Wood describes Paine as a brilliant writer, a man who “lived by the pen” (222). Paine’s writing reflected general American thought concerning politics and society, and Wood credits him with being able to succinctly express revolutionary thought in the best way it was ever written (213). However, Paine is not considered to be one of the American founding fathers. According to Wood, although Paine was close to the American people, able to articulate many of the founders’ ideals, “he was not an original thinker” (210). In the end he “died by the pen” because he was so different from the other founders in his demeanor, background, and professional pursuits (222). Paine was different; he considered himself a “citizen of the world” and loved not the American people or country, but the symbol and the cause of America itself. He passionately espoused ideals thought up by others who were fighting for the American country, people, AND cause.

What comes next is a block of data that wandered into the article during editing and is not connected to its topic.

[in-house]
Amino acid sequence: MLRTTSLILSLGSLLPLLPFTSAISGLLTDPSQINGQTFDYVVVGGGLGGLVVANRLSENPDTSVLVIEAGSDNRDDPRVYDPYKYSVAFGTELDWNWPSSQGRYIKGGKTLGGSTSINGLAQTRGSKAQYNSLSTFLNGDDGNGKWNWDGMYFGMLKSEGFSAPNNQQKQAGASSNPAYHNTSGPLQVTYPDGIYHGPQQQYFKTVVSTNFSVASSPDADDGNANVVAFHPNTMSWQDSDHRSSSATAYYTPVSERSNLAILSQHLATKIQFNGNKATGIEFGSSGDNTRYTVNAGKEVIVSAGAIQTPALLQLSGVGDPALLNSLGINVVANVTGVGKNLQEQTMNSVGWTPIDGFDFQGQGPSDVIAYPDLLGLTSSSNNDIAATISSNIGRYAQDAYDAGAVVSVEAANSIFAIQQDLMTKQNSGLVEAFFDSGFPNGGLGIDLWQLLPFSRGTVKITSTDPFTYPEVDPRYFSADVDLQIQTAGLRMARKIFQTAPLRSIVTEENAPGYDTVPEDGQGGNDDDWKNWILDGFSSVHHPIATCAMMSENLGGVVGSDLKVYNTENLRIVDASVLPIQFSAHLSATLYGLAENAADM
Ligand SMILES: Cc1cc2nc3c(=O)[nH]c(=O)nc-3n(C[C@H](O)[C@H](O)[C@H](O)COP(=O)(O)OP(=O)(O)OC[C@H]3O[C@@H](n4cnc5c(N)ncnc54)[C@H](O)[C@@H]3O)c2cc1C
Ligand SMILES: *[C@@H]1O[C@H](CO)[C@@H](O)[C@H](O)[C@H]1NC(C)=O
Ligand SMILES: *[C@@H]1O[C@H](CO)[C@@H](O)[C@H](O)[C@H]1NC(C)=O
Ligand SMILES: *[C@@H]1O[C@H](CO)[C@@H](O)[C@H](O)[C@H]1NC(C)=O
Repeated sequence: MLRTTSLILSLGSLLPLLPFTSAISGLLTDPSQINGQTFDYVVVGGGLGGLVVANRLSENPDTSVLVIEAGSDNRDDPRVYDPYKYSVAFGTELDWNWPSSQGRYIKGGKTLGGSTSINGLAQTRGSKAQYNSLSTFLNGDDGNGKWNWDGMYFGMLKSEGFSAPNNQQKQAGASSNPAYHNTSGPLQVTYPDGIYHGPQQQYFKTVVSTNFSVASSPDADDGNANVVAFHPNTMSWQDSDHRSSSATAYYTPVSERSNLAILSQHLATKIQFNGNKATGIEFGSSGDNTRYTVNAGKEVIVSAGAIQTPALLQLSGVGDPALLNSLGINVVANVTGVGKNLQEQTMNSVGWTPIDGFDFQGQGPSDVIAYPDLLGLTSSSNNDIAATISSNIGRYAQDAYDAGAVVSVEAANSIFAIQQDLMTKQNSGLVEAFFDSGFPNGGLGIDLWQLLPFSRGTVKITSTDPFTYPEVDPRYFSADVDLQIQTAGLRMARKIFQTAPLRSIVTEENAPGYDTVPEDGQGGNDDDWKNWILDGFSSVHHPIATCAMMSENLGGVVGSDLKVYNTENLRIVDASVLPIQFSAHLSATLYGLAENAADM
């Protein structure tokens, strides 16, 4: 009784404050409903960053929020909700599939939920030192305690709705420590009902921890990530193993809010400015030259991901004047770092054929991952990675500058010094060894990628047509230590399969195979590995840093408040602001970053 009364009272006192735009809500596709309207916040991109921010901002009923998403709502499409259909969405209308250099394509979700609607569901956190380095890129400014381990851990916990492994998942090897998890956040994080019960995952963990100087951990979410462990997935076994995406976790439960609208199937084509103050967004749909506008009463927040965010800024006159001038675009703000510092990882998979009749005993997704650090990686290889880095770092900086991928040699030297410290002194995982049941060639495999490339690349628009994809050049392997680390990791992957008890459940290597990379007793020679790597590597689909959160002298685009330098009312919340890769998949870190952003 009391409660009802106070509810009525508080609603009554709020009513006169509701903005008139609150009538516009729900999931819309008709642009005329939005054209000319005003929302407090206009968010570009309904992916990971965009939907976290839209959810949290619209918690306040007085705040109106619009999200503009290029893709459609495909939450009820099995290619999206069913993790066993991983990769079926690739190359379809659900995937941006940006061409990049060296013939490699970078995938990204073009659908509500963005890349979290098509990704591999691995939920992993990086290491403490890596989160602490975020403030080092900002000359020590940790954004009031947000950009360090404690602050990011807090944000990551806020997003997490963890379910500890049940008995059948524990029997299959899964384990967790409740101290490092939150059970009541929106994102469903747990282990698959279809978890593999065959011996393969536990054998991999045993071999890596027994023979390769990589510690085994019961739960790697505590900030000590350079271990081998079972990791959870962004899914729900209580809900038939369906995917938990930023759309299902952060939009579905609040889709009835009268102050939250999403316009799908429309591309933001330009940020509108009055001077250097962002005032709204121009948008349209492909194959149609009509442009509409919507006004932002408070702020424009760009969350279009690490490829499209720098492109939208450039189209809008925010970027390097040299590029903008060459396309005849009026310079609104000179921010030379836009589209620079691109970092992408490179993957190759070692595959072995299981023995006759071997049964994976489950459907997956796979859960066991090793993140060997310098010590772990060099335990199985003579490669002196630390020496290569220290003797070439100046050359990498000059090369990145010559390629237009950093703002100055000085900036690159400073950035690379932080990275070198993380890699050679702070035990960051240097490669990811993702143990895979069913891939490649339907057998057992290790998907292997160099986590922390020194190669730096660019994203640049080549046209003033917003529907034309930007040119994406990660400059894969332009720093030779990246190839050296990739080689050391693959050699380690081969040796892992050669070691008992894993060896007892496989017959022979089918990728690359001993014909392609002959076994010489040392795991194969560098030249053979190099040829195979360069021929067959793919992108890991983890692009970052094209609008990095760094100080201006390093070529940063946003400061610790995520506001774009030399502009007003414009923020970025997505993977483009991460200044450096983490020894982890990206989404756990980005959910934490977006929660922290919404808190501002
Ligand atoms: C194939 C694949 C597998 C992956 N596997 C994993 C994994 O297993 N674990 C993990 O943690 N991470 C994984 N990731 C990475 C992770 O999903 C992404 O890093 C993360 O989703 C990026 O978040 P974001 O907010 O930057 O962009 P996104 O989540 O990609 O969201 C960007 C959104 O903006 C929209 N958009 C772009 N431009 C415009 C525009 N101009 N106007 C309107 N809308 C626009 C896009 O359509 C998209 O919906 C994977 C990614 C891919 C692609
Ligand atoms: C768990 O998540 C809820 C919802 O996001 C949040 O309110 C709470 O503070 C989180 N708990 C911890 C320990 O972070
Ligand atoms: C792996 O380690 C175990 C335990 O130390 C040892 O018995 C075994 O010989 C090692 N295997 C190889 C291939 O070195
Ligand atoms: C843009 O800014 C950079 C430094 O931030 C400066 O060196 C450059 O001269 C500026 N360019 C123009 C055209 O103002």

Login below to reply: